The Umansky Law Firm        Where Everybody Deserves A Second Chance!         October ,2015
The Umansky Law Firm invites you to attend an evening full of laughter at Orlando's Improv Comedy Club on International Drive!

Free tickets will be given out to the first twenty people who respond to this newsletter. 

Email and insert Improv Comedy Club as the subject, and disclose the date and time of the show you would like to attend.

Comedian Myq Kaplan
Thursday, October 29th at 8pm
Friday, October 30th at 8pm
Friday, October 30th at 10:30pm
Sunday, November 1st at 7:30pm

Please arrive at least 45 minutes prior to the show to guarantee your tickets. All seating is first come first serve. To be sat together, your entire party must enter the show room together. Improv does not reserve or hold any seats. Upon entrance, a valid photo I.D is required. ALL SHOWS ARE 21 AND UP.

      "Everyone Deserves a Second Chance!"
At The Umansky Law Firm, we understand how one bad decision can completely turn a life upside-down. We fight for good people who make bad decisions - you don't deserve to pay the highest price for a mistake in judgement. Our highly qualified Criminal Attorneys provide comprehensive legal services, working through each step in the legal process with attention to detail and careful strategy. We are compassionate, yet aggressive, and fully prepared for the toughest of legal battles. 

Phone: (407) 228-3838         Fax: (407) 228-9545

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Legislation would limit drone use by those convicted of sex crimes

The current gadget of choice for people of all ages is not a phone, a video game system or any sort of electronic device. Rather, it's a drone, meaning those remote-controlled flying devices powered by several propellers that can fly to great heights, hover and turn on a dime. Indeed, many of these drones are equipped with high-definition cameras that enable users to take stunning photos from many different angles and distances.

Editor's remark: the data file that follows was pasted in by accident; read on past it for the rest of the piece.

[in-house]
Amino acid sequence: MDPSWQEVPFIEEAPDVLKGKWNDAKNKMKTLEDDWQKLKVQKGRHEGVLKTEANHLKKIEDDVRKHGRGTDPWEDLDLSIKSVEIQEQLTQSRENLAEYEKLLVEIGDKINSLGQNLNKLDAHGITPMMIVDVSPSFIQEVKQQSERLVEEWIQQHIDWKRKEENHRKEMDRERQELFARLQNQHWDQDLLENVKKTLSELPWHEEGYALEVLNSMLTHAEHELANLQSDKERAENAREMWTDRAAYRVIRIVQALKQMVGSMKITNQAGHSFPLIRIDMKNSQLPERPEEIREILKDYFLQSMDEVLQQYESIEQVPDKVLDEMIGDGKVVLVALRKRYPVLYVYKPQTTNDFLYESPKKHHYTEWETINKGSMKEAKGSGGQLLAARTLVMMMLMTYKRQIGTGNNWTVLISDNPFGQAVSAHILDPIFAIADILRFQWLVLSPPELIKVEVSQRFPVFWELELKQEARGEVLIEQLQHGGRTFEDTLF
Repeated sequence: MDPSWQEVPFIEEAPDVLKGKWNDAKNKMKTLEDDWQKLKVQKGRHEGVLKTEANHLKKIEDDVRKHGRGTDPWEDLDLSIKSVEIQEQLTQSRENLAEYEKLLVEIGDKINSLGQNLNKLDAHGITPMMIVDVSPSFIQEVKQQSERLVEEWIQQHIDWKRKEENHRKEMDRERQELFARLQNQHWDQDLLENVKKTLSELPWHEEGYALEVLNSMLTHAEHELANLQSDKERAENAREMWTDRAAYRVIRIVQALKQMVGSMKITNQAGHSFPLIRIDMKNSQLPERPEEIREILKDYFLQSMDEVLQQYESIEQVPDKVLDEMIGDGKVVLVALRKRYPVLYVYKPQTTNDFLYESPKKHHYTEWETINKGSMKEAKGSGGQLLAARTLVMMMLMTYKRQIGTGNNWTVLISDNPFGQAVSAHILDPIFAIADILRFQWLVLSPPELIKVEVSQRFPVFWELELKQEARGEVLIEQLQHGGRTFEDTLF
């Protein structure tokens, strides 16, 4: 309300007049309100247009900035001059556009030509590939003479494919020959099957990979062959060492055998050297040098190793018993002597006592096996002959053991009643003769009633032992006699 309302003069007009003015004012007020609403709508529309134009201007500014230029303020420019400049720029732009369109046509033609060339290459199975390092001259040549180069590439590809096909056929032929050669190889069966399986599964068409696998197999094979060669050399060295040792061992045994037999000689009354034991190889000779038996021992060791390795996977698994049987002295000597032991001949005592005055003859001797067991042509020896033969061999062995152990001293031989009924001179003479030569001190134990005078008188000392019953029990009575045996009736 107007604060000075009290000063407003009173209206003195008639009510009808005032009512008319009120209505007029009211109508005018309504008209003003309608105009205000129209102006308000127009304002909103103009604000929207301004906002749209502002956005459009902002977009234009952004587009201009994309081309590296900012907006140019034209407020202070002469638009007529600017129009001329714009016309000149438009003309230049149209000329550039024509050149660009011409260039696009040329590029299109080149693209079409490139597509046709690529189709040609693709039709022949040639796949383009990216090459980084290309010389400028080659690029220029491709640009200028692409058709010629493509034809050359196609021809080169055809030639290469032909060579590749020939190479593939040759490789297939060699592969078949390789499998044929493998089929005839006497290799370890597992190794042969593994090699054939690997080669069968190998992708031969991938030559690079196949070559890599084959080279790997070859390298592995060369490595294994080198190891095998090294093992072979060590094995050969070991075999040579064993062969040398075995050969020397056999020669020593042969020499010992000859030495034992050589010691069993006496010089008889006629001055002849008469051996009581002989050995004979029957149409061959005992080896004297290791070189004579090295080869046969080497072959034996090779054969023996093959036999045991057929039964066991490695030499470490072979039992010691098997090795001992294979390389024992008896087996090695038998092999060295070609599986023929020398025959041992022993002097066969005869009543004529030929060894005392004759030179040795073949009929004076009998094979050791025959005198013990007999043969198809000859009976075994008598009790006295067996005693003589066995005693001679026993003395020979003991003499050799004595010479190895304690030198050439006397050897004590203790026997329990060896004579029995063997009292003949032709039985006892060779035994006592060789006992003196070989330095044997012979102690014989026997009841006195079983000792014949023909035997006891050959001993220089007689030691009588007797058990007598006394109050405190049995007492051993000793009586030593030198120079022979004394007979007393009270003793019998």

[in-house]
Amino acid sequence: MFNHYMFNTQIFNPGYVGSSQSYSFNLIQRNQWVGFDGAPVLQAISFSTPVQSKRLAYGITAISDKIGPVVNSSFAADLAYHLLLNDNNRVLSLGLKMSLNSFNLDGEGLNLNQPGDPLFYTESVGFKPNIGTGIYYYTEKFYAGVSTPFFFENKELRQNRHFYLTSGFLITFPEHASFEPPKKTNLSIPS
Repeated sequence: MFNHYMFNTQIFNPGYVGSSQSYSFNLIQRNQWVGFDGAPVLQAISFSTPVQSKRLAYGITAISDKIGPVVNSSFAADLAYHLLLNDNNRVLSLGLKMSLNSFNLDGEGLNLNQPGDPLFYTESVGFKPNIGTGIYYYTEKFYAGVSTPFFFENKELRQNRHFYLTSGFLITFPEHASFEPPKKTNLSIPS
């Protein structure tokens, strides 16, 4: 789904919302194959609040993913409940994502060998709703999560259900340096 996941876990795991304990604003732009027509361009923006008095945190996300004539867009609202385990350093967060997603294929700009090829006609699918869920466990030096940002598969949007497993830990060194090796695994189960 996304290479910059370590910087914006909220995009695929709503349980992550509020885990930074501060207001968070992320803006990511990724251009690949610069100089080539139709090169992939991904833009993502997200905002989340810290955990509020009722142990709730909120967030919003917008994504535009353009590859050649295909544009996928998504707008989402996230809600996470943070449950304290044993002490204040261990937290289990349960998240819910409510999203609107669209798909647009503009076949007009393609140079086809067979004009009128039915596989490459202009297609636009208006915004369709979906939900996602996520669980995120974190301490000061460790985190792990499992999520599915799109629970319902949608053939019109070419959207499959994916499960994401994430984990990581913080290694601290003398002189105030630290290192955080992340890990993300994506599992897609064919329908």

Interestingly enough, one state lawmaker has now introduced a measure calling for restrictions on the use of drones by those convicted of sex crimes.

When do I have to disclose my name to law enforcement?

The majority of people don't give more than a second thought to cooperating with law enforcement officials over things like handing over their driver's license or even providing their name.

While much of this cooperation comes from a genuine desire to help, some of it undoubtedly comes from the feeling that they really have no say in the matter or, even worse, the fear that failing to do so could somehow result in punishment.

Near-historic number of inmates to be released from federal prison

Statistics show that roughly 25 percent of the world's prison population can be found here in the United States, while as much as one third of the Justice Department's annual budget goes to covering the costs of our nation's many prisons.

As staggering as these numbers are to the average person, they have been even more so to members of Congress and DOJ officials, many of whom have become increasingly active over the last few years in their efforts to reform the criminal justice system. 

What does Florida law have to say concerning drug paraphernalia?

When it comes to drug-related offenses, there are terms that seem entirely foreign and steeped in legalese, terms that require no explanation whatsoever, and terms that fall somewhere in the middle. Regarding this last category, it includes those terms that the general public has certainly heard of in the context of drug crimes, but may nevertheless not understand completely.  

By way of illustration, consider the term "drug paraphernalia." While images of rolling papers, pipes or bongs come to mind for most people, this is actually only the tip of the iceberg regarding the crime of possession of drug paraphernalia here in Florida.